Study reveals factors that contribute to medication non-adherence in people with lupus

New to research finds that, in people with lupus, two important factors may play a role in persistent medication non-adherence (not taking prescribed medications regularly). First, people with lupus are more likely to have difficulty with their medication regimen if they report having rushed interactions with their health care provider, especially when it comes to rapid speech and word use. complex. Second, those with low self-efficacy (the belief in one’s own ability to perform a particular task) are also less likely to take their medications as prescribed.

The study assessed 77 people with lupus and their adherence to treatment by asking them to report whether they took their medications as prescribed and by reviewing their pharmacy refill data. Almost half (48%) were categorized as persistent nonadherents, meaning their self-reported data and pharmacy data indicated that they had trouble taking their medications as directed.

People classified in the persistent nonadherence group were also more likely to:

  • To be younger
  • Being black/African American
  • Have a lower income
  • Take two or more lupus medications
  • Have higher lupus-related organ damage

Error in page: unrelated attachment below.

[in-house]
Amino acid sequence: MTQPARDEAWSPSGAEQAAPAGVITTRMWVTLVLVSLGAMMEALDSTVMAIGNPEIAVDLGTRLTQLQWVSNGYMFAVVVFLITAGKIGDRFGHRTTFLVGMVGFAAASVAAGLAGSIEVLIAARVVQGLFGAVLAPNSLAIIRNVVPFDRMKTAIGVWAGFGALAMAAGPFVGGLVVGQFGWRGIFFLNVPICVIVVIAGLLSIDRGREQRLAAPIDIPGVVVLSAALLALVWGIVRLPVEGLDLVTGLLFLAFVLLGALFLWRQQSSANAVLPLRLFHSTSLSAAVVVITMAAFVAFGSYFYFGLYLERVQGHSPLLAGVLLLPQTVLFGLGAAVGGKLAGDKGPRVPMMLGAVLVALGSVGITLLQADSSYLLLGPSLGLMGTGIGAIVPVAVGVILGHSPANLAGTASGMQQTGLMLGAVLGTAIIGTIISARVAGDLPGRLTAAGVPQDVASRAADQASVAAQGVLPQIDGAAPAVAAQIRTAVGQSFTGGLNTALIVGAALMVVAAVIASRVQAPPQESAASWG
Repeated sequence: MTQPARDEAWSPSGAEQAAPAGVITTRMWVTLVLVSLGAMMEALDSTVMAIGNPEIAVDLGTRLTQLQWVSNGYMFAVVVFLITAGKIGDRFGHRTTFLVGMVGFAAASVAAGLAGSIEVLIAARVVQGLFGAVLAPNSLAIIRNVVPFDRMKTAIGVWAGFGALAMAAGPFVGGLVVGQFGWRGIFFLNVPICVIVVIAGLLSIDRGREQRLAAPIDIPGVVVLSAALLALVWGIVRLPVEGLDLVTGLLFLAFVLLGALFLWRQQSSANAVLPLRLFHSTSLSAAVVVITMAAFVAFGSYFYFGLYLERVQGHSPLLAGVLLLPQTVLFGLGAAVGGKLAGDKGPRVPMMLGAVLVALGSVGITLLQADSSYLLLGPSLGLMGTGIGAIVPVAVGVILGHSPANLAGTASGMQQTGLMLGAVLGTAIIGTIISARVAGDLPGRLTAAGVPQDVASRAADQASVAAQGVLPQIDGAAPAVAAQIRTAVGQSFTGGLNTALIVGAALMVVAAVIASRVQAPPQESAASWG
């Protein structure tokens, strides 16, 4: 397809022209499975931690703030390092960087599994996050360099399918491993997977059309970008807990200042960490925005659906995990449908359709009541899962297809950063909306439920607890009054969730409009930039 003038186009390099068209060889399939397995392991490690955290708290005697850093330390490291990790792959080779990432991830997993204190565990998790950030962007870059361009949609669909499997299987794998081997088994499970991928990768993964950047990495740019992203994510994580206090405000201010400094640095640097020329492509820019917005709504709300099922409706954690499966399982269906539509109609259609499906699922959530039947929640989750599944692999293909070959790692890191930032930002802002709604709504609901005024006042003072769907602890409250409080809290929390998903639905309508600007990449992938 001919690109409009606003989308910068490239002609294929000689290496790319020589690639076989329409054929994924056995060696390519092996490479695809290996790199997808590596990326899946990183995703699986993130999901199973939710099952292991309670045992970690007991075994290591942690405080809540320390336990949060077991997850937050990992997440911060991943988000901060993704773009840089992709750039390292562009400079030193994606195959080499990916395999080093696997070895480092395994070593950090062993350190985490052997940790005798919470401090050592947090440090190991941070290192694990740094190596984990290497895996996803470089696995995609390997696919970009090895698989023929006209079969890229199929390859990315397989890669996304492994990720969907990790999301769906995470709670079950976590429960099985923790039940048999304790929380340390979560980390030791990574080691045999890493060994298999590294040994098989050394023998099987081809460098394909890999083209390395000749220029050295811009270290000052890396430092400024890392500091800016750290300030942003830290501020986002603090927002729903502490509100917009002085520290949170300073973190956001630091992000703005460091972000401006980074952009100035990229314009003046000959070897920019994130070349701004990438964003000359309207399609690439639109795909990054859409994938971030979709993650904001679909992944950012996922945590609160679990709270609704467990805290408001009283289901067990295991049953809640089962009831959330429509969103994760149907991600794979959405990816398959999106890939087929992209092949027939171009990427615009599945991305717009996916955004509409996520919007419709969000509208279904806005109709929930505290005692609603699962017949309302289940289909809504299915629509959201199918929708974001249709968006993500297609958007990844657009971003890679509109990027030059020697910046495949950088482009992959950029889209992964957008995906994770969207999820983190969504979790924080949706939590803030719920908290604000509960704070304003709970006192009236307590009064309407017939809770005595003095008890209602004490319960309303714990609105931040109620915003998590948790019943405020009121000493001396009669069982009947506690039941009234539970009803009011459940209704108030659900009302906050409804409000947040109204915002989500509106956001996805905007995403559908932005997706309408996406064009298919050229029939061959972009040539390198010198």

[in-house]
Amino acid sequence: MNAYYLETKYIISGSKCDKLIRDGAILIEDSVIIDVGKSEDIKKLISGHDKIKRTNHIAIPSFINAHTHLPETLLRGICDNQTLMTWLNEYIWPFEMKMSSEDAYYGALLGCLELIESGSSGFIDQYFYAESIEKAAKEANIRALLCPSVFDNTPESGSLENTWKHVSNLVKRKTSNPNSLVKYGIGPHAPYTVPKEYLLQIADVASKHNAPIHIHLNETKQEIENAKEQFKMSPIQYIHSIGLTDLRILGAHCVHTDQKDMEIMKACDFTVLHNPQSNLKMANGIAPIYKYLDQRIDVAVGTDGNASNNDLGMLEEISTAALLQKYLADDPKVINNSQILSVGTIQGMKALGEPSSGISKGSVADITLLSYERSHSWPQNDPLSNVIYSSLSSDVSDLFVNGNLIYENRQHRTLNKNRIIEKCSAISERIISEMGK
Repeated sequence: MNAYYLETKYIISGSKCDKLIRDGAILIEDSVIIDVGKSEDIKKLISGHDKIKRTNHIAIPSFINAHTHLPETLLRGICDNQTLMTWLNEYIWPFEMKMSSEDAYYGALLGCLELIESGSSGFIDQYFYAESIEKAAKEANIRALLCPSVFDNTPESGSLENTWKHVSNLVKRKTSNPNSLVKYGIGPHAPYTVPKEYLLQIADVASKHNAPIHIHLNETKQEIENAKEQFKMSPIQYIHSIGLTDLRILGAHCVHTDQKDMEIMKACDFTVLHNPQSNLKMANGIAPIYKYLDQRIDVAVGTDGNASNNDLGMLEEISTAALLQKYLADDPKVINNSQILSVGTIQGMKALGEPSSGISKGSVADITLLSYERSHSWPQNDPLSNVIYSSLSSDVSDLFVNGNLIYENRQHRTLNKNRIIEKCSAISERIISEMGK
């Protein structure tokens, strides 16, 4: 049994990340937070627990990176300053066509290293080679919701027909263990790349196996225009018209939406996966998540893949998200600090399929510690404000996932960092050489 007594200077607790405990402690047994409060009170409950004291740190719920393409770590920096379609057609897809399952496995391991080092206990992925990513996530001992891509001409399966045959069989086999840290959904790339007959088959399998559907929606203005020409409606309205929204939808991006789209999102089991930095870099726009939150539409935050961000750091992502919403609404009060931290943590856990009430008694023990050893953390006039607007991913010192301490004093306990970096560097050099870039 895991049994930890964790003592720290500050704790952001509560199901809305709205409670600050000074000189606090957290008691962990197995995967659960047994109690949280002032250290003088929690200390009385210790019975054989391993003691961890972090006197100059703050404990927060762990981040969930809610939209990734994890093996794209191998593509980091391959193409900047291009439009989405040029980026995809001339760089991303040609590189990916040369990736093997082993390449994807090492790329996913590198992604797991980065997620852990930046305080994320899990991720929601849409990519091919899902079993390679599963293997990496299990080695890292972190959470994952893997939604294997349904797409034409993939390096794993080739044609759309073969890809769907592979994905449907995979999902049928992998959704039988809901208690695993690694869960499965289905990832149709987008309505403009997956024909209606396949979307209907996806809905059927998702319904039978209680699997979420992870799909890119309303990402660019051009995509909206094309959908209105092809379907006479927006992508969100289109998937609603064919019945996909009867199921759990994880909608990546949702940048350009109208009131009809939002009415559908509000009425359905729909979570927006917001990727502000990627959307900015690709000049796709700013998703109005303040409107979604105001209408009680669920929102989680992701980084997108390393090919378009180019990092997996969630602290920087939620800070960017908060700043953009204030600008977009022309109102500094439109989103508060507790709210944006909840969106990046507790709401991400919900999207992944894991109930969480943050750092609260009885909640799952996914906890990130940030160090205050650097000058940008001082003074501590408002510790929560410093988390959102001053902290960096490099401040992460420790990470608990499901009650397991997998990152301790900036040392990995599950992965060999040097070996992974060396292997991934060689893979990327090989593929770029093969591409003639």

• Have higher Physician Global Assessment scores, indicating greater disease complications

Although some of the above risk factors cannot be changed, the quality of patient-provider interactions and self-efficacy in medication management are two key factors that can be changed. Adherence to lupus medications can be improved if providers speak more slowly and use easy-to-understand terms in their interactions with patients.

Additionally, programs aimed at improving an individual’s self-efficacy can also make a difference in medication adherence. To help people with lupus learn and improve their skills to manage their disease, the Lupus Foundation of America offers a free online self-management program: Strategies to Embracing Living with Lupus Fearlessly (SELF). SELF acts as a virtual coach to help you manage lupus medications, symptoms and more.

Learn more about SELF and tips for understanding your lupus medications.

Read the study

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